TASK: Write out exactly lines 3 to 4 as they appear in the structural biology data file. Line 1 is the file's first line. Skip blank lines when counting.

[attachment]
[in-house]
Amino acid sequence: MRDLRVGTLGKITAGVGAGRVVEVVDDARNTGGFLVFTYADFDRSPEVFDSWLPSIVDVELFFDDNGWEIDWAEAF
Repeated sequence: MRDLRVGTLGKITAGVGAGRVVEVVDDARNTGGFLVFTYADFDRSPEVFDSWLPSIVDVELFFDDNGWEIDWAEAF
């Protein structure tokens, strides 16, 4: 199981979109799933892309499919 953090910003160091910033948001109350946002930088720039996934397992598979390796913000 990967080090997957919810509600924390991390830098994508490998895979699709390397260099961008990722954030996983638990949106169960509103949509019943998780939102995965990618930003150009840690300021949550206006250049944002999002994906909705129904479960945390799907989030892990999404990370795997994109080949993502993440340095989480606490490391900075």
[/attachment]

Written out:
Repeated sequence: MRDLRVGTLGKITAGVGAGRVVEVVDDARNTGGFLVFTYADFDRSPEVFDSWLPSIVDVELFFDDNGWEIDWAEAF
């Protein structure tokens, strides 16, 4: 199981979109799933892309499919 953090910003160091910033948001109350946002930088720039996934397992598979390796913000 990967080090997957919810509600924390991390830098994508490998895979699709390397260099961008990722954030996983638990949106169960509103949509019943998780939102995965990618930003150009840690300021949550206006250049944002999002994906909705129904479960945390799907989030892990999404990370795997994109080949993502993440340095989480606490490391900075």